Football in Malaysia to fight hard to stay alive in 2021 and beyond

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Malaysia Super League 2021 outlook
Goal/Sports Regime
Off-field circumstances dictated a difficult 2020 season for Malaysian football but the after-effects will rumble on for years to come.

Sports in general took a massive hit this year because of the global pandemic outbreak with cancellations or postponements of major competitions and it was no different for football in Malaysia. The organisers of the elite competitions, Malaysian Football League (MFL) had to reduce its Super League and Premier League matches from 22 to 11 as well as annulling the FA Cup and Malaysia Cup competitions.

While the latter decisions were not ones which they wanted to make but nonetheless had to comply with the governmental restrictions that were set to curb the spread of Covid-19. That meant a failure to fulfil the stipulations in sponsorship contracts which ultimately led to the contract cancellations with CIMB and AirAsia for the 2021 season.

CIMB MFL

“AirAsia has stated their intention to discontinue their sponsorship with MFL for the 2021 M-League season while CIMB has informed MFL of the same intention even though we have yet to receive an official word from them,” said Dato Ab Ghani Hassan in a statement released on Friday.

Two new sponsors are touted as potential replacements but let's not hide behind the fact that the power of negotiations will lie firmly in the hands of those two companies. Their business acumen would tell them to throw their weight on the fact that two previous sponsors have pulled-out and as such the financial values for the same sponsorship deals for a new season could be significantly lower than before.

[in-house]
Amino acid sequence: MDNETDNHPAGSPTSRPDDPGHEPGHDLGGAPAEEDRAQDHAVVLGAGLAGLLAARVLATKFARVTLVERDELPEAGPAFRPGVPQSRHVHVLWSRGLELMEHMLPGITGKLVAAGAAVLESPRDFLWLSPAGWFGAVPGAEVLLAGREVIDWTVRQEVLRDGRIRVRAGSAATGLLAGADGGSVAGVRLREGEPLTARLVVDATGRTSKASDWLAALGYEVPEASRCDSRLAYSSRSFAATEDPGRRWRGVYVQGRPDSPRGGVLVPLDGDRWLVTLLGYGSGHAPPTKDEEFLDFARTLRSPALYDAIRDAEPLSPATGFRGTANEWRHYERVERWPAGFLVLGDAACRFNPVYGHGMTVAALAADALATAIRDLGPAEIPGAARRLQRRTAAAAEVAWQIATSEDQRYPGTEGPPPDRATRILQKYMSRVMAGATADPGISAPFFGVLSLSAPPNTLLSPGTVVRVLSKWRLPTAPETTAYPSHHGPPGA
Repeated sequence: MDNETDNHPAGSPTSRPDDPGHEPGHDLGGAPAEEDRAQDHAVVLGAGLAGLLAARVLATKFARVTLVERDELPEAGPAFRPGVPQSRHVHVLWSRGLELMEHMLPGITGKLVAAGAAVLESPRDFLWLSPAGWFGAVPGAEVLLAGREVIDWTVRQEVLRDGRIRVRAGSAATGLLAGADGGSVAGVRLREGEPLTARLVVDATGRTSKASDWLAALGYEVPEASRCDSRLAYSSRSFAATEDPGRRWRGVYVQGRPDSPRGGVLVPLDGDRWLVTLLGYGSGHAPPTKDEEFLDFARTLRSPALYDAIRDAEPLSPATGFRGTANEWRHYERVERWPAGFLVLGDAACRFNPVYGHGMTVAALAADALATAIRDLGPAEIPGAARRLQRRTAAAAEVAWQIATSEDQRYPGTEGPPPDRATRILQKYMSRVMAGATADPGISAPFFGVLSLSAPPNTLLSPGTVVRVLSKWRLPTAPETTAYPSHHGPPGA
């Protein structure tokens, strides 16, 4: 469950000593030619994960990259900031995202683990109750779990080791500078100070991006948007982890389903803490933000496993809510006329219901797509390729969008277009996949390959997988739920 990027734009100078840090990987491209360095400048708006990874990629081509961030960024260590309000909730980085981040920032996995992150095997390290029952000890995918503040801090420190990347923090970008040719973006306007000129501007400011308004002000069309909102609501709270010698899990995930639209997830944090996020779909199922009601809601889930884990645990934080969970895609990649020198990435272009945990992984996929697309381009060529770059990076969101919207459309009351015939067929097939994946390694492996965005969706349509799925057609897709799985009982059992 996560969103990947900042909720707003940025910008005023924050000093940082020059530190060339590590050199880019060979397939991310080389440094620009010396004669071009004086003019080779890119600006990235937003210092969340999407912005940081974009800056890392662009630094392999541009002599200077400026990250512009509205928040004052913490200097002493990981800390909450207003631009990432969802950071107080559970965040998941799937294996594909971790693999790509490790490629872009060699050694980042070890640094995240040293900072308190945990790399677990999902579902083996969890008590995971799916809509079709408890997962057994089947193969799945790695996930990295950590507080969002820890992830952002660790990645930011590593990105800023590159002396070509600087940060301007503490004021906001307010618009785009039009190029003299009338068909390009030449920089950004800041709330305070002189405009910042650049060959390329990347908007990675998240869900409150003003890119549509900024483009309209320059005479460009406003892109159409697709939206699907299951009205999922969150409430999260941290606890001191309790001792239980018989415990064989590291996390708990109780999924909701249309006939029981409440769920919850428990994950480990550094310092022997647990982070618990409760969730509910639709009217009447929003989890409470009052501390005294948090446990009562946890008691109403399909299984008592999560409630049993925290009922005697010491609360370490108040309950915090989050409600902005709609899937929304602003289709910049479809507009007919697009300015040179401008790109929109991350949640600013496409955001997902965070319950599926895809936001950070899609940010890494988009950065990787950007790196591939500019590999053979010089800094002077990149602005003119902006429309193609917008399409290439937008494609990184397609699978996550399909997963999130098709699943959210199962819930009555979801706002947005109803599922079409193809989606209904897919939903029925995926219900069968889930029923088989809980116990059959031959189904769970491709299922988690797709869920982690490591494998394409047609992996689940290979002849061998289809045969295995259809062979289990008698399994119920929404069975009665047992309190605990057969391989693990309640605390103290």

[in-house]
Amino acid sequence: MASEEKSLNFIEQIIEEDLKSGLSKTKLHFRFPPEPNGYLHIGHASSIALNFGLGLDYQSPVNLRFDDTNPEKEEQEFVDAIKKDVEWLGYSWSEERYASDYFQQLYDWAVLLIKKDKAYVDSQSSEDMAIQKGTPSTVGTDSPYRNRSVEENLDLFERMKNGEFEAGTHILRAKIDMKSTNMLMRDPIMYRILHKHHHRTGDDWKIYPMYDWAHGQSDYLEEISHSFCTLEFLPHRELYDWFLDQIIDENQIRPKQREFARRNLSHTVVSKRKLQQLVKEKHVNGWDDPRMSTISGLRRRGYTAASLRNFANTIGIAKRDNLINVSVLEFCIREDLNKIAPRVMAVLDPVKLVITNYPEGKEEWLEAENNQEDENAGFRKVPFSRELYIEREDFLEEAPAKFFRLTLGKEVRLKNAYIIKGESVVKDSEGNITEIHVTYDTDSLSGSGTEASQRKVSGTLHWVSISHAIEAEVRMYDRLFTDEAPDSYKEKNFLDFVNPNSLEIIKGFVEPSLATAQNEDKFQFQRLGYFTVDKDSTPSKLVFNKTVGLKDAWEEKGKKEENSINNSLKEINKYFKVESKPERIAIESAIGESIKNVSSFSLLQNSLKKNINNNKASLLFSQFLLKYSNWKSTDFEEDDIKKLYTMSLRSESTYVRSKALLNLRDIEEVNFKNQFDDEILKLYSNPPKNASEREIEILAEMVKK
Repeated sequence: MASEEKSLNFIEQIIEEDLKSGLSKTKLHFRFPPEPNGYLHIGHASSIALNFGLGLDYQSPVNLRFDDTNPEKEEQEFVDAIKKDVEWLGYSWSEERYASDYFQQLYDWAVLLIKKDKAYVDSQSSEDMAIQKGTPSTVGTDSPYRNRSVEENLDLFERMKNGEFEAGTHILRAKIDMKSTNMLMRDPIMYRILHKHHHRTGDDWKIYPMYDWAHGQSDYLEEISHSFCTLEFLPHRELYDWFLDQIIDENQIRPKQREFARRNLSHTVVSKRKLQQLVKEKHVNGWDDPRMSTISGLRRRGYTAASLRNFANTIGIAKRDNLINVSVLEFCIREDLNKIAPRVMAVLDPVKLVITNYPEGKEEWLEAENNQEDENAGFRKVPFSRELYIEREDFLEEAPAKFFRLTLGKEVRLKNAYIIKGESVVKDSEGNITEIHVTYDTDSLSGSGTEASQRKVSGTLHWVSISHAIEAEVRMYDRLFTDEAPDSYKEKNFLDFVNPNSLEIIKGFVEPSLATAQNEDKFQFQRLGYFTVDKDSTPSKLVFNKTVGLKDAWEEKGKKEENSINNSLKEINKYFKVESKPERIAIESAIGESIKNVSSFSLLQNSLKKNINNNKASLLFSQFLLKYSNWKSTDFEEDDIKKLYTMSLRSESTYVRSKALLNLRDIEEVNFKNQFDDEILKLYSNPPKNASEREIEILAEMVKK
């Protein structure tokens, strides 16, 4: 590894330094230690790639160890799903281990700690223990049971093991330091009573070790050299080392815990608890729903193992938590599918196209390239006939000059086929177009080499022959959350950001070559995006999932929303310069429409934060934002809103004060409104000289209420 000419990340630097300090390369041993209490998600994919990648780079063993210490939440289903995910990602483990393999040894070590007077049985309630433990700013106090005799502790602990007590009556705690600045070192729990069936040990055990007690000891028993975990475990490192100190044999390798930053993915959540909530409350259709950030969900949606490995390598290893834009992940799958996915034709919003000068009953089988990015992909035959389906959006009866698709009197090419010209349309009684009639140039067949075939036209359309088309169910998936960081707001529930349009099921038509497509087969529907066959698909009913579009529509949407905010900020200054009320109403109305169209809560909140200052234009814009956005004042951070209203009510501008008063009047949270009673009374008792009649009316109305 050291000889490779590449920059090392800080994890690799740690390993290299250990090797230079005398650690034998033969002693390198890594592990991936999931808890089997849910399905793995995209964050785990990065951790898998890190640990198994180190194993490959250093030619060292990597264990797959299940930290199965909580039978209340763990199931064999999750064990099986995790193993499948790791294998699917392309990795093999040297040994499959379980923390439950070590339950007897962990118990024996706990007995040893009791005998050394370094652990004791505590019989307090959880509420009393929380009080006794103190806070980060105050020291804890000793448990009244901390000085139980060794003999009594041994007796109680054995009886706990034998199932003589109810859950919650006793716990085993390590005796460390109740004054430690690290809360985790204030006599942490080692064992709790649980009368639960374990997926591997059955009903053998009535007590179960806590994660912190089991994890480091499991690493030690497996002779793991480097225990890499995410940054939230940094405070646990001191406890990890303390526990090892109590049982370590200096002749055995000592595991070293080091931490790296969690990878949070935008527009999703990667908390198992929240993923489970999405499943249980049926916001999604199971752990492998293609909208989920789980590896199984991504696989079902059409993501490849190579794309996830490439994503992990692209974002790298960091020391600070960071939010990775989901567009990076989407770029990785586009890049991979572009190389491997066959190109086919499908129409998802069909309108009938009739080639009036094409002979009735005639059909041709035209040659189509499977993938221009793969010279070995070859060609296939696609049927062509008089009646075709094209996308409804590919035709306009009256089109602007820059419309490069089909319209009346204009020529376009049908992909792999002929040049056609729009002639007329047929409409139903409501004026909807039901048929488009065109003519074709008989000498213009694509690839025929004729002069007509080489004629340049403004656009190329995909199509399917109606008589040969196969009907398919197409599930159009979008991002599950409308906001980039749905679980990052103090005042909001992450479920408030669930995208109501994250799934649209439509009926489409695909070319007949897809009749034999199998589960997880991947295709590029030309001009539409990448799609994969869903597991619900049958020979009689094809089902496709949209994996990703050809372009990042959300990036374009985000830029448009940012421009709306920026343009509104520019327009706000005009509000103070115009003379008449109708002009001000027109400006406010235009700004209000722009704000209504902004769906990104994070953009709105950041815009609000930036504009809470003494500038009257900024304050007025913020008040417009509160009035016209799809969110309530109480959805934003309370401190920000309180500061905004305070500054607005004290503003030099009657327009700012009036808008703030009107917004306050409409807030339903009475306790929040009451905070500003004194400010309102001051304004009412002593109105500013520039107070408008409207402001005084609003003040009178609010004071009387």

But this is not a situation that is only impacting MFL but it is across the board. Teams have their respective sponsors and it is the same lack of fulfilment because of the reduced number of matches and no fans being allowed to attend the remaining games that were played. Not even the mighty Johor Darul Ta’zim (JDT) were exempted from this complications as club owner HRH Tunku Ismail Sultan Ibrahim has divulged during a media session in October.

The 7-time Super League champions are looking to make some form of recovery in the coming season and despite the fact that they have announced a slew of retention within their squad, those deals are unlikely to be higher than previous contracts and might even have clauses in it which stipulates back-payments if the economic situation improves in the future.

Johor Darul Ta

All in all that means a tightening of the belt would be required for the 2021 season and perhaps even further than that as football begins their path towards recovery. The Economic Control Programme (ECP) introduced by MFL as well as the requirements within the ‘Football Club’ structure that teams have to adhere to beginning next season will also put additional strain on the purses of these respective teams.

One of the immediate impacts which can be seen are the teams like Terengganu FC, Pahang and Kedah taking a more pragmatic approach towards the outlook of their squads with the culling of big names that are on bigger financial contracts compared to the rest of the team.

Lee Tuck, Dominique da Sylva, Sanjar Shaakhmedov, Hadin Azman, Khairul Helmi, Zaquan Adha, Shakir Hamzah, Dickson Nwakaeme and Faisal Halim were among those who were allowed to leave, supposedly in favour of younger talents coming through - or in another manner, a means of reducing the costs.

The fact that two teams in Felda United and UKM FC have been barred from competing next season because of individual reasons also mean there’s now a bigger pool of players available (whether that is better quality or otherwise) available for teams to replace the outgoings.

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Safuwan Baharudin, Dickson Nwakaeme, Pahang v Selangor, Super League, 29 Feb 2020

With all the limitations and constraints on the teams and the league, there were also those who were in the opinion that the competition might be scrapped altogether but that will be a dangerous path to set upon on. It would set Malaysian football back and destroy the progress it has made in the past decade with a restart even more difficult than before if such a measure is taken.

For better or for worse, the football industry has to persevere in these difficult times and plough on, even if that means lower income all-around from top to bottom for the alternative could be unimaginable destructive to the game.

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